Unreal Nature

August 11, 2017

There Is Nothing Sane About the Worship of Beauty

Filed under: Uncategorized — unrealnature @ 5:41 am

… There are two ways of disliking Art, Ernest. One is to dislike it. The other, to like it rationally.

This is from the ‘The True Critic’ by Oscar Wilde found in The Oxford Book of Essays edited by John Gross (1991):

Ernest: Well, now that you have settled that the critic has at his disposal all objective forms, I wish you would tell me what are the qualities that should characterize the true critic.

Gilbert: What would you say they were?

Ernest: Well, I should say that a critic should above all things be fair.

Gilbert: Ah! not fair. A critic cannot be fair in the ordinary sense of the word. It is only about things that do not interest one that one can give a really unbiassed opinion, which is no doubt the reason why an unbiassed opinion is always absolutely valueless. The man who sees both sides of a question, is a man who sees absolutely nothing at all.

[line break added] Art is a passion, and, in matters of art, thought is inevitably colored by emotion, and so is fluid rather than fixed, and, depending upon fine moods and exquisite moments, cannot be narrowed into the rigidity of a scientific formula or a theological dogma. It is to the soul that Art speaks, and the soul may be made the prisoner of the mind as well as of the body. One should, of course, have no prejudices; but, as a great Frenchman remarked a hundred years ago, it is one’s business in such matters to have preferences, and when one has preferences one ceases to be fair.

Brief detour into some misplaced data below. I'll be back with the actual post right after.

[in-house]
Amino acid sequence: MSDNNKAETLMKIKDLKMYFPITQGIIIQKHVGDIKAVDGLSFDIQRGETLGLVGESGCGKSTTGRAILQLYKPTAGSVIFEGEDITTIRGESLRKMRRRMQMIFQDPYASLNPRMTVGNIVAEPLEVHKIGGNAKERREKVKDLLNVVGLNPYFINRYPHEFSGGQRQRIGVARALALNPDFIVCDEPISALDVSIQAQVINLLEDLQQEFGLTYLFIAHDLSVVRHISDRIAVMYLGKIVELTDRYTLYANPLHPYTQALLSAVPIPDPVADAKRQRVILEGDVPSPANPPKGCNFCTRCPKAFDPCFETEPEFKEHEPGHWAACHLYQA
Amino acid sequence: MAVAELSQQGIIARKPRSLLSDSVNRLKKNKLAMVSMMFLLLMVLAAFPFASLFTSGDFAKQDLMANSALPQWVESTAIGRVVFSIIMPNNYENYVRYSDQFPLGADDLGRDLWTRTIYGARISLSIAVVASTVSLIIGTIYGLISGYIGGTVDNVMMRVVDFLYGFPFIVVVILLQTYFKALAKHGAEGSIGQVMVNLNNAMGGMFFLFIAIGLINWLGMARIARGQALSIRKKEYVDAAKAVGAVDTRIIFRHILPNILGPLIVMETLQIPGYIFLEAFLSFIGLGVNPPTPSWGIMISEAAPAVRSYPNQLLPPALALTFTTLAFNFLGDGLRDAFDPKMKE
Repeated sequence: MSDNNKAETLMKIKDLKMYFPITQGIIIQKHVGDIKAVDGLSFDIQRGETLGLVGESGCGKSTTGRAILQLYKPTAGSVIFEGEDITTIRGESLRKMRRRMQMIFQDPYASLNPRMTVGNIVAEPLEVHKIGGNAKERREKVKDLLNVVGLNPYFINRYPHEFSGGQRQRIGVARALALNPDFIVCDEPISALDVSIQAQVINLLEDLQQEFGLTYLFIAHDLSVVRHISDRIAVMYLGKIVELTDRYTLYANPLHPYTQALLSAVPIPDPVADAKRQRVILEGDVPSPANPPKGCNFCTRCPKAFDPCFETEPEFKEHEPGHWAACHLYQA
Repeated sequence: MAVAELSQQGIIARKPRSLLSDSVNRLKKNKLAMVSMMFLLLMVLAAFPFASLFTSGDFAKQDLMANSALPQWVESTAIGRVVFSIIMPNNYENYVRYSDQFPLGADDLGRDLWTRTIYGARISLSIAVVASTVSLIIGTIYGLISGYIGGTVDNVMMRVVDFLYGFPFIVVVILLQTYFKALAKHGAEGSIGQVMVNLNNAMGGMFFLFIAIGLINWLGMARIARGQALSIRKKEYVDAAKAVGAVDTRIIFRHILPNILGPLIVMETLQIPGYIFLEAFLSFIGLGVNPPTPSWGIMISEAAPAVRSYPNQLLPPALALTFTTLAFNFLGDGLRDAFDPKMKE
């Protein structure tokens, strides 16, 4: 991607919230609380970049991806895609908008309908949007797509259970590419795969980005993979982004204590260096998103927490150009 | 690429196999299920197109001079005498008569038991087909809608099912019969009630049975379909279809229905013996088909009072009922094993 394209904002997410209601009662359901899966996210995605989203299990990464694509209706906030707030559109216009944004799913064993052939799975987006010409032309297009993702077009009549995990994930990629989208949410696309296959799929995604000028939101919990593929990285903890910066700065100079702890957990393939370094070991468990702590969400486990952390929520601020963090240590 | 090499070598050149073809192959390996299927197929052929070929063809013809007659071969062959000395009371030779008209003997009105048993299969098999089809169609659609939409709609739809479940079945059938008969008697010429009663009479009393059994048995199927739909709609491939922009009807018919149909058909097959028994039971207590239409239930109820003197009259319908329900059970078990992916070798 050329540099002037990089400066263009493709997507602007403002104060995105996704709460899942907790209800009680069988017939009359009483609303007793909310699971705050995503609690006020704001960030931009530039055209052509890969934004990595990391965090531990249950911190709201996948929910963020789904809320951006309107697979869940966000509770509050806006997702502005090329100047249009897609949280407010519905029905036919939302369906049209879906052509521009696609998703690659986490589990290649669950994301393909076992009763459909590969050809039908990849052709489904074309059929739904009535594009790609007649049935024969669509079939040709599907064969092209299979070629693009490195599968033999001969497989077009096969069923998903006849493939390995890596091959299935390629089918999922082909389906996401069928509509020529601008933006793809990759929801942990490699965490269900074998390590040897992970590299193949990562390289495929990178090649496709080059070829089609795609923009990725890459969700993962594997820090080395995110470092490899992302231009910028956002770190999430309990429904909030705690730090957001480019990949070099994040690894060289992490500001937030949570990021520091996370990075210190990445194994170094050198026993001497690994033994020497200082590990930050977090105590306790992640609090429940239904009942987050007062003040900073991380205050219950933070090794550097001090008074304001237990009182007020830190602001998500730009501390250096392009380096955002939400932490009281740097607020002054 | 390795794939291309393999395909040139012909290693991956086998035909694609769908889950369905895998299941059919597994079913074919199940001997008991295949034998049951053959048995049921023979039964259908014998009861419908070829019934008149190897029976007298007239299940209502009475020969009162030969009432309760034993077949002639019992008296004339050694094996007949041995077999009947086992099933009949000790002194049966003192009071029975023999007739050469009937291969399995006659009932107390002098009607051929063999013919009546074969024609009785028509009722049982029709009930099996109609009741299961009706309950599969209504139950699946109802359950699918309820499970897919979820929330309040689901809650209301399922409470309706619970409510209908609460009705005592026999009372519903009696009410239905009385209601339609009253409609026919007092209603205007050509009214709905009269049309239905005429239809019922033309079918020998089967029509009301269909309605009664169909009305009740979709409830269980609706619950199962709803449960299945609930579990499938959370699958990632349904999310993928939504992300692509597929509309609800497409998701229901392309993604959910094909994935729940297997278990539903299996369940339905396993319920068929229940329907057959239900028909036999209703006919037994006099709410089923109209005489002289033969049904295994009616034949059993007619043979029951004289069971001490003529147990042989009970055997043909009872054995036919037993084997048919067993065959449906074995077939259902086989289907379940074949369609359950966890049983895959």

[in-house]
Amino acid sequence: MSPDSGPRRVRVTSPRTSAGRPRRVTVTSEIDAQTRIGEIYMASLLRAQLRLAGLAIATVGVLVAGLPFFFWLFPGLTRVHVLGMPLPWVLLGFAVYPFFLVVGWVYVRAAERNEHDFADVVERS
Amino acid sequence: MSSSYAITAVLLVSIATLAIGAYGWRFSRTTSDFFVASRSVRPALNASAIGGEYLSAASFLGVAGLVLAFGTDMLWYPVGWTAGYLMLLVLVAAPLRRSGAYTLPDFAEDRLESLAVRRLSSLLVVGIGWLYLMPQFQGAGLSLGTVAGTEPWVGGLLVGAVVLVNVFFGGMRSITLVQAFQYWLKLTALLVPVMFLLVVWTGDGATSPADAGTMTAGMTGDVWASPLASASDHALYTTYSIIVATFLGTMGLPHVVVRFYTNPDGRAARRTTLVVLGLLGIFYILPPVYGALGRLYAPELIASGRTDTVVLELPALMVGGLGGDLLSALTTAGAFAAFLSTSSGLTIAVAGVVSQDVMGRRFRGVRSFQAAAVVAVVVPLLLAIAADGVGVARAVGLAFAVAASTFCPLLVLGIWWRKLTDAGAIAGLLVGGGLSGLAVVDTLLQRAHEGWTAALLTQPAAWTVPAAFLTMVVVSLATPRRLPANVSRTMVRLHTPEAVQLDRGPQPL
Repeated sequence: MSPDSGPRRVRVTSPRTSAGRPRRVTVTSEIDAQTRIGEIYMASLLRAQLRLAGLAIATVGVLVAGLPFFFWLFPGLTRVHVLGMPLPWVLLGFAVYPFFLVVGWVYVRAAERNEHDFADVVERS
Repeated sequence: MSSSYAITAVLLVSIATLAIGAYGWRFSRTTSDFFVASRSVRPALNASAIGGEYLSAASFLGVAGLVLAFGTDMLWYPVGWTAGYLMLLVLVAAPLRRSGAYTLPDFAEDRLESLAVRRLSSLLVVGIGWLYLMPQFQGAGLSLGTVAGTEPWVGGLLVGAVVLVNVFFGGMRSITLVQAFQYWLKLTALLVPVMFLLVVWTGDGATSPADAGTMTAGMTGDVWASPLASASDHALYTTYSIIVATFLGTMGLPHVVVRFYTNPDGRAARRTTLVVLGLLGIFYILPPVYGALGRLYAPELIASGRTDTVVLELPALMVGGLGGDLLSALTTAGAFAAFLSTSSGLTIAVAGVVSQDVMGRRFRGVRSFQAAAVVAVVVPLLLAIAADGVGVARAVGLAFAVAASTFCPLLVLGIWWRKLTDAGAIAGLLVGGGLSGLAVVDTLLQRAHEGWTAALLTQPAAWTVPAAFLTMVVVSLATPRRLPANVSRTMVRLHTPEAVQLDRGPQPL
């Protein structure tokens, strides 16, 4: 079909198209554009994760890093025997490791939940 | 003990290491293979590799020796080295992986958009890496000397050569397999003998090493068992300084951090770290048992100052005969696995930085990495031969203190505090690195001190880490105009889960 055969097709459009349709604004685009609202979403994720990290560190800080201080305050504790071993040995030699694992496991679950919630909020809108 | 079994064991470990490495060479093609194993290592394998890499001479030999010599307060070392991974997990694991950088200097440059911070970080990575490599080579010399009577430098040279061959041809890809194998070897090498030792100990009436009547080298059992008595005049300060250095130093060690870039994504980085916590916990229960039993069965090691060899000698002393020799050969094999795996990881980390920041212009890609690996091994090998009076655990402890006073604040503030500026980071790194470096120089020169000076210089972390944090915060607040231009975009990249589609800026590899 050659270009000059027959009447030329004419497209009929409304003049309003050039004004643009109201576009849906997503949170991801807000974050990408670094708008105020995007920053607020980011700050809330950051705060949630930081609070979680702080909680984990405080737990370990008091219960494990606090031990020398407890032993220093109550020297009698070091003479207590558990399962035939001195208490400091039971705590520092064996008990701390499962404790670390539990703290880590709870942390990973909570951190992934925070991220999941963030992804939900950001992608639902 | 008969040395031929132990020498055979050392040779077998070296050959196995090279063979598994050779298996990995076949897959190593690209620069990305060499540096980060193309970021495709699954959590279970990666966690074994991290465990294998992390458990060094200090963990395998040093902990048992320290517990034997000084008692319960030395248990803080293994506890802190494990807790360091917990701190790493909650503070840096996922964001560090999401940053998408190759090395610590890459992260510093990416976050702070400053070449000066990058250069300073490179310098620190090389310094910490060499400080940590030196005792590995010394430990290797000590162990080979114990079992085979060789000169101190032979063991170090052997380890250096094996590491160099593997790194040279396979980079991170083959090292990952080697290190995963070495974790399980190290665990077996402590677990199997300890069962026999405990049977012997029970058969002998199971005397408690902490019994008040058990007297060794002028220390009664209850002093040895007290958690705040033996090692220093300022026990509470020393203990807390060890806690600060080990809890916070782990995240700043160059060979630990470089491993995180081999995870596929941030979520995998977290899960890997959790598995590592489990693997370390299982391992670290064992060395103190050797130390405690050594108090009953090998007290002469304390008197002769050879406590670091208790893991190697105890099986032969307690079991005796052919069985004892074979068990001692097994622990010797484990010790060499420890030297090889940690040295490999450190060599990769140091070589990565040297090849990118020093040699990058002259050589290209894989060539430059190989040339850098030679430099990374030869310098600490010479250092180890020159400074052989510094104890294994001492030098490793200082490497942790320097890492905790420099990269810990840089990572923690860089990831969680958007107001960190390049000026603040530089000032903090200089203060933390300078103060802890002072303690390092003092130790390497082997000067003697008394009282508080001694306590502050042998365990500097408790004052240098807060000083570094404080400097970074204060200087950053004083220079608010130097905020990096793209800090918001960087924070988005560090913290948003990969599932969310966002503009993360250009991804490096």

[line break added] It is only an auctioneer who can equally and impartially admire all schools of Art. No; fairness is not one of the qualities of the true critic. It is not even a condition of criticism. Each form of Art with which we come in contact dominates us for the moment to the exclusion of every other form. We must surrender ourselves absolutely to the work in question, whatever it may be, if we wish to gain its secret. For the time, we must think of nothing else, can think of nothing else, indeed.

Ernest: The true critic will be rational, at any rate, will he not?

Gilbert: Rational? There are two ways of disliking Art, Ernest. One is to dislike it. The other, to like it rationally. For Art, as Plato saw, and not without regret, creates in listener and spectator a form of divine madness. It does not spring from inspiration, but it makes others inspired. Reason is not the faculty to which it appeals. If one loves Art at all, one must love it beyond all other things in the world, and against such love, the reason, if one listened to it, would cry out. There is nothing sane about the worship of beauty. It is too splendid to be sane. Those of whose lives it forms the dominant note will always seem to the world to be pure visionaries.

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